Great news for Portsmouth’s historic First World War warship


MonitorThe future of HMS Monitor M33, one of the UK’s most significant surviving First World War warships, is more secure, thanks to £1.79million of earmarked money from the Heritage Lottery Fund (HLF).

HMS M33 was rapidly built in 1915 as a coastal bombardment vessel. She served in the Dardanelles Campaign between 1915 and 1918, including providing support for the Gallipoli Campaign during 1915. In 1919 she was refitted and returned to action in the Russian Civil War, where she covered the withdrawal of Allied and White Russian troops from North Russia during the Dvina River Campaign. Following her return from Russia, she spent the rest of her active life in Portsmouth Harbour.

Currently berthed in Portsmouth Historic Dockyard alongside the HLF-funded new Mary Rose Museum and Nelson’s flagship HMS Victory, this support means that the National Museum of the Royal Navy (NMRN) and Hampshire County Council can develop detailed plans which will see HMS M33 brought back to life in time to be a part of the Centenary commemorations of the Gallipoli Campaign in 2015.

HMS M33 was acquired by Hampshire County Council’s Museums Service in 1990 in order to preserve her heritage for future generations across the county, and the nation. Earlier this year, the Council joined forces with the National Museum of the Royal Navy to bid for Heritage Lottery Fund support towards the extensive work required to preserve this important historical artefact.

Professor Dominic Tweddle of the NMRN said: “This is a great example of a successful partnership coming together to save a precious part of our national naval heritage. We’re absolutely thrilled. We’ve long seen M33 as both culturally and historically important, and this symbolises the start of a new era for her.”

Hampshire County Council Executive Member for Culture, Recreation and the Countryside, Councillor Keith Chapman, said: “We are absolutely delighted by this fantastic news. We have long-known this warship is of national and international significance. Without Hampshire County Council’s Museums Service initial intervention to acquire the ship and now this support from the Heritage Lottery Fund, the M33 could have been lost forever.”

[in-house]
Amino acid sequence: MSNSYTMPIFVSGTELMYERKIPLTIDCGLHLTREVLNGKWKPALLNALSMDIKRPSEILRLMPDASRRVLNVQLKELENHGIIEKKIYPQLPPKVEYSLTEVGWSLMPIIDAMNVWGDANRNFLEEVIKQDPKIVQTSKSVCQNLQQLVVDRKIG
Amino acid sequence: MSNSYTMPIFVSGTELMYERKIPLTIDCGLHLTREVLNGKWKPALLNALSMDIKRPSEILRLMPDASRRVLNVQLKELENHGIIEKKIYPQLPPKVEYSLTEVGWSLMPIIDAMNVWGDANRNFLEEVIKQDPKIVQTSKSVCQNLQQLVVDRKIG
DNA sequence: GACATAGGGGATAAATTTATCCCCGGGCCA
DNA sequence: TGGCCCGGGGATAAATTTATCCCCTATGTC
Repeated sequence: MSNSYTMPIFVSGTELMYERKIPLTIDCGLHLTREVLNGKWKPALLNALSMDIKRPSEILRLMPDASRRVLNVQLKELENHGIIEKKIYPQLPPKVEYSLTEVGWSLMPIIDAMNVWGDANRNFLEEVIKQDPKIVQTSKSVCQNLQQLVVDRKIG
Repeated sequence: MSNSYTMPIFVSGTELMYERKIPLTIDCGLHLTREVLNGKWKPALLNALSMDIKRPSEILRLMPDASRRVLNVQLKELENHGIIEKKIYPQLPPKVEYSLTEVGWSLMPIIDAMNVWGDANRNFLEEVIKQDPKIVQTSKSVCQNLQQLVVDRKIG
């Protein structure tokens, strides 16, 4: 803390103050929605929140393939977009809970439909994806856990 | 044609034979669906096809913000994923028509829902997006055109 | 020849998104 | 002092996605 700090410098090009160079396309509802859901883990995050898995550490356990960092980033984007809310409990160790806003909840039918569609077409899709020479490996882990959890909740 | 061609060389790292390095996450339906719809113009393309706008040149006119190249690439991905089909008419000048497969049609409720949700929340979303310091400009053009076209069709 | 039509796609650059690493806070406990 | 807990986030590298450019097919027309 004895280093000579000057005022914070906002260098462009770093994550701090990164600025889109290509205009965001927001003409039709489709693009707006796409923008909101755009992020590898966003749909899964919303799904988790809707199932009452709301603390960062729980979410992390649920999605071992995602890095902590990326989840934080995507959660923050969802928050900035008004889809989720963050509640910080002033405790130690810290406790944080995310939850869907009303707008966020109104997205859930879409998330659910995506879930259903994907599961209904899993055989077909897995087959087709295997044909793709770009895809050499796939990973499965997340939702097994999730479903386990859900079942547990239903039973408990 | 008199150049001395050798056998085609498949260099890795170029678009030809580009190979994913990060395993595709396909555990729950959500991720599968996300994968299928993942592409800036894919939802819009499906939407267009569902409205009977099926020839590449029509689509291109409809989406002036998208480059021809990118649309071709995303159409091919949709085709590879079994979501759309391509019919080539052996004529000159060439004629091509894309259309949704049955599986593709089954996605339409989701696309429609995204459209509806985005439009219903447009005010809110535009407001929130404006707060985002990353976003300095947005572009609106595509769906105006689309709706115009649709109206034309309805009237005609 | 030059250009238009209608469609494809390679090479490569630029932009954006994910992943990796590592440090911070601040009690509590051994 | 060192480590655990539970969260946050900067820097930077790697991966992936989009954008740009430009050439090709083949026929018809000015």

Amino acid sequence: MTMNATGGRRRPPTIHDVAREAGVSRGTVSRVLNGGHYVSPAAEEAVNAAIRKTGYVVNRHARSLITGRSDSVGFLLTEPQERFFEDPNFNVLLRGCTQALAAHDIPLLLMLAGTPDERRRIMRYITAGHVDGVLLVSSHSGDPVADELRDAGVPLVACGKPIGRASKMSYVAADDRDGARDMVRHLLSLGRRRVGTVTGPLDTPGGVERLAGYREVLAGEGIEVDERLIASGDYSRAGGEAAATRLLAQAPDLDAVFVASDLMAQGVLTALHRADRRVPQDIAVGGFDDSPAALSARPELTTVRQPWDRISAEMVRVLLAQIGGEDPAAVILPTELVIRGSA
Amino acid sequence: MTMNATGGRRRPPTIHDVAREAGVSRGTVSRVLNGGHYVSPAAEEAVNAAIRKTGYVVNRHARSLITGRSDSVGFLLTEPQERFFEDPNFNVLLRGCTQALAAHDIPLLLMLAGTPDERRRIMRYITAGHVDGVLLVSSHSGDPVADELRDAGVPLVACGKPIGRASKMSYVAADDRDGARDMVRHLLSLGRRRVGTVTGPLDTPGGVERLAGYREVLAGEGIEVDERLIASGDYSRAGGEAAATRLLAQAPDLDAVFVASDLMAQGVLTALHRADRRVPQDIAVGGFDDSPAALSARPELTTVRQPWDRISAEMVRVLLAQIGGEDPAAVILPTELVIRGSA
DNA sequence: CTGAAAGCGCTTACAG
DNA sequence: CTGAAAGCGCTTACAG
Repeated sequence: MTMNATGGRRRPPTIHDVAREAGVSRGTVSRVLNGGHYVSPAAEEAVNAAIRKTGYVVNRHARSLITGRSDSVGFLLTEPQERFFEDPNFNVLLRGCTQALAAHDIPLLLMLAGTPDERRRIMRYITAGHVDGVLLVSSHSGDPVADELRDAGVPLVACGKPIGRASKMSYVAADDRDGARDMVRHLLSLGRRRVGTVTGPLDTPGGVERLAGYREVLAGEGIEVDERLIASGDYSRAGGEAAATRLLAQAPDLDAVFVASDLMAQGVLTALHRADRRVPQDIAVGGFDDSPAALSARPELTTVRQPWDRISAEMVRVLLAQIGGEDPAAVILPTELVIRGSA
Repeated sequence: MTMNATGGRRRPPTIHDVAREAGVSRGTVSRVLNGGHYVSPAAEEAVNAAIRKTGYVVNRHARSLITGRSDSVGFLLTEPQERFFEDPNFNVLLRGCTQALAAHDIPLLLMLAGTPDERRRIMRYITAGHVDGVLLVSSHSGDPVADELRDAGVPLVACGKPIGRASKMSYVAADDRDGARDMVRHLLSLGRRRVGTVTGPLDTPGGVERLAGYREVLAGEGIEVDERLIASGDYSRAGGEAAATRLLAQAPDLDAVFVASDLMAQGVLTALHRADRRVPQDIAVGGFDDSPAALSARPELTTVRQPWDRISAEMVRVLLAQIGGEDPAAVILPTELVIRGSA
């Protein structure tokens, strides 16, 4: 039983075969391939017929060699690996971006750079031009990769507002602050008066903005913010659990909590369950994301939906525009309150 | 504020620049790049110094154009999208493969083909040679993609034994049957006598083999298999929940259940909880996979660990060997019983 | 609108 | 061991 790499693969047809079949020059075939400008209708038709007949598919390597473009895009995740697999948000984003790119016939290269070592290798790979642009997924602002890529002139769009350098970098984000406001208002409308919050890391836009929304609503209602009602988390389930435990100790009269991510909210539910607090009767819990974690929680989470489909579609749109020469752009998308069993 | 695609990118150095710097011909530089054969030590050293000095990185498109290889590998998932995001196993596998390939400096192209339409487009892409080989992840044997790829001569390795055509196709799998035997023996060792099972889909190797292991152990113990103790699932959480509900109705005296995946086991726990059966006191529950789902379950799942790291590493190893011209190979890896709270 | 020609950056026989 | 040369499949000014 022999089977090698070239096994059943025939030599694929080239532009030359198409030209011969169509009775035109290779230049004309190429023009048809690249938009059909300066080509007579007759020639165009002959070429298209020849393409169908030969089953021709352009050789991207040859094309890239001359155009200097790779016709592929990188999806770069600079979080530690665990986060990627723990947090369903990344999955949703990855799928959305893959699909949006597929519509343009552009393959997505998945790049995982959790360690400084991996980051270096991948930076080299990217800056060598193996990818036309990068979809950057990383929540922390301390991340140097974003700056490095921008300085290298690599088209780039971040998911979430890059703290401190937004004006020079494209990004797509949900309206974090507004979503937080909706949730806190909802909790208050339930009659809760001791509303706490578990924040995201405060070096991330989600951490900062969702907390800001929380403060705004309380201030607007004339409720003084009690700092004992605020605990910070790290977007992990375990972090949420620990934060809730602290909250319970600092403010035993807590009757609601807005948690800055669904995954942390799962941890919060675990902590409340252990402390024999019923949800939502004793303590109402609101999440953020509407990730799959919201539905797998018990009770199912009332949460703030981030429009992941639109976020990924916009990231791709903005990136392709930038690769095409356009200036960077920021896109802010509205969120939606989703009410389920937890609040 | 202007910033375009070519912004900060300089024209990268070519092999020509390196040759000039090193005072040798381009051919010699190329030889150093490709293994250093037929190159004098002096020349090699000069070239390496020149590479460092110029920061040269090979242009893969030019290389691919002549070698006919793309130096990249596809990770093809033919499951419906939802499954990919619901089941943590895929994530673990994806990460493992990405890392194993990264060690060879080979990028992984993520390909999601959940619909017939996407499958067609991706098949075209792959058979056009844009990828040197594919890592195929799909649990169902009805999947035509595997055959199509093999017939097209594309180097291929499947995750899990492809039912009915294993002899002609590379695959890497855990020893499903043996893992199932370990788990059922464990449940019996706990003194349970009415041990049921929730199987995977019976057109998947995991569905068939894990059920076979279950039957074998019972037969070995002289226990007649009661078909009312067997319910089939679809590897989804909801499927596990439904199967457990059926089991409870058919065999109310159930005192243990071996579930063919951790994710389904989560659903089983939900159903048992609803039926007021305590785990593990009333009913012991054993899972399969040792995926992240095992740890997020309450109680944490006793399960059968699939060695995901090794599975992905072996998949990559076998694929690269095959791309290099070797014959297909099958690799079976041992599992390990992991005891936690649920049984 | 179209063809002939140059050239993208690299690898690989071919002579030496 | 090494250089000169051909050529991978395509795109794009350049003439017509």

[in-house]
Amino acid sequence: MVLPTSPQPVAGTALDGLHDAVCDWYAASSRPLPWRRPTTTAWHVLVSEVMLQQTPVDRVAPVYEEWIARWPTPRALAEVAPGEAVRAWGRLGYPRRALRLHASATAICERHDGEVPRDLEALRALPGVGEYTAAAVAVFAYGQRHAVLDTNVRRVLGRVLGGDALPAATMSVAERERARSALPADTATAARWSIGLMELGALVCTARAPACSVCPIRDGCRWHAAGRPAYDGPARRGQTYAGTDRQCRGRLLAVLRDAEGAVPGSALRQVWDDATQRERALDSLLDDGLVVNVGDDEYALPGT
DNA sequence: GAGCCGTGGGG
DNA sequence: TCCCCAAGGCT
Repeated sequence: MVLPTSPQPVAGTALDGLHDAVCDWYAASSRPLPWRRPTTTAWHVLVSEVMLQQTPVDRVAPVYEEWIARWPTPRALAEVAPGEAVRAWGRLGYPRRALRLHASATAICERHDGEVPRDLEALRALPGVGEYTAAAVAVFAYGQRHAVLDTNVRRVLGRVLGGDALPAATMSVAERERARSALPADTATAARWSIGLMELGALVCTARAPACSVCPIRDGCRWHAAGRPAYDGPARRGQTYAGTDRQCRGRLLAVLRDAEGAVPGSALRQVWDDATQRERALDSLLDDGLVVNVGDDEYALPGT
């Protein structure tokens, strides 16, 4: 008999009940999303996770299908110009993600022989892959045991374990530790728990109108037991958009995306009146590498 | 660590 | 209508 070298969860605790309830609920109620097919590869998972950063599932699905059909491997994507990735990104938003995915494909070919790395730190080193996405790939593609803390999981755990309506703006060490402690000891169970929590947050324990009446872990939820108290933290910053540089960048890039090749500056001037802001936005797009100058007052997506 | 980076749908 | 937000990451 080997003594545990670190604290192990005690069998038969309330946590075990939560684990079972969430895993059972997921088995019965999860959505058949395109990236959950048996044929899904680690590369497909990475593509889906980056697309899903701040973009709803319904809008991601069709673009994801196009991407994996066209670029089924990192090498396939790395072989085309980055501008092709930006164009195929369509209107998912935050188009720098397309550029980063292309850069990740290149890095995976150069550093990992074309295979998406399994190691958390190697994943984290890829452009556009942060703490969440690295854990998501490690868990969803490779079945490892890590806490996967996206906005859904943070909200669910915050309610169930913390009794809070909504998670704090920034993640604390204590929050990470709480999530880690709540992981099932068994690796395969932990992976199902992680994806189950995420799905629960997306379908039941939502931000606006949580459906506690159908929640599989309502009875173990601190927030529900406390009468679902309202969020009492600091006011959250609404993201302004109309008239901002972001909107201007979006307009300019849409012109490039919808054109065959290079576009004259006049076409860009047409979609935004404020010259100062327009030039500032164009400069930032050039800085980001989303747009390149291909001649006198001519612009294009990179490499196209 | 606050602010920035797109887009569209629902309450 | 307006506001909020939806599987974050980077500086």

Carole Souter, Chief Executive of HLF, said: “HMS M33 provides a fascinating insight into the role the Navy played in the First World War. This project will enable visitors to go aboard the historic warship for the first time and explore the stories of those who fought on board. HLF is committed to helping people across the UK to learn about and tell the stories of the First World War. This project is just one of 119 projects we have already funded to mark this significant moment in world history.”

Minister for Tourism, Hugh Robertson said: “This is great news. The M33 has a distinguished history and provides a tangible and compelling link to the First World War for people today. Thanks to the Heritage Lottery Fund, Hampshire County Council and the National Museum of the Royal Navy can start work to bring this warship back to life in time to be a part of the Centenary commemorations for the Gallipoli Campaign in 2015.”

A final bid will be submitted to HLF early next year, which if successful will allow the physical restoration to begin. Currently owned by Hampshire County Council, the aim is to transfer ownership of HMS M33 to the NMRN by 2015. 
Earmarked HLF funding, or a ‘first-round pass’ means the project meets HLF criteria for funding and HLF believes the project has potential to deliver high-quality benefits and value for Lottery money. The application was in competition with other supportable projects, so a first-round pass is an endorsement of outline proposals. Having been awarded a first-round pass, the project now has up to two years to submit fully developed proposals to compete for a firm award.